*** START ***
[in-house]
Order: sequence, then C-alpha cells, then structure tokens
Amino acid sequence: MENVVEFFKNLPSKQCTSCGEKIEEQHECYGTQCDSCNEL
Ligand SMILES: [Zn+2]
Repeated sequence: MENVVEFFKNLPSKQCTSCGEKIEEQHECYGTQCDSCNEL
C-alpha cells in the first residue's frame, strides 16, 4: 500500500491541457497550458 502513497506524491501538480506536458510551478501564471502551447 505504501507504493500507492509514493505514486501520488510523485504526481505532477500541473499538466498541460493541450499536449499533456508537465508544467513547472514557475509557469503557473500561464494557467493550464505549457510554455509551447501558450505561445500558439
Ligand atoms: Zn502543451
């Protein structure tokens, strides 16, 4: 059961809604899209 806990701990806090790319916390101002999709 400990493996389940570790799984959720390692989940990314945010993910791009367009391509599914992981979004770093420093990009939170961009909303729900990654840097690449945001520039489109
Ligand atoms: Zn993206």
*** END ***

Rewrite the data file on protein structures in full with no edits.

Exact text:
[in-house]
Order: sequence, then C-alpha cells, then structure tokens
Amino acid sequence: MENVVEFFKNLPSKQCTSCGEKIEEQHECYGTQCDSCNEL
Ligand SMILES: [Zn+2]
Repeated sequence: MENVVEFFKNLPSKQCTSCGEKIEEQHECYGTQCDSCNEL
C-alpha cells in the first residue's frame, strides 16, 4: 500500500491541457497550458 502513497506524491501538480506536458510551478501564471502551447 505504501507504493500507492509514493505514486501520488510523485504526481505532477500541473499538466498541460493541450499536449499533456508537465508544467513547472514557475509557469503557473500561464494557467493550464505549457510554455509551447501558450505561445500558439
Ligand atoms: Zn502543451
């Protein structure tokens, strides 16, 4: 059961809604899209 806990701990806090790319916390101002999709 400990493996389940570790799984959720390692989940990314945010993910791009367009391509599914992981979004770093420093990009939170961009909303729900990654840097690449945001520039489109
Ligand atoms: Zn993206």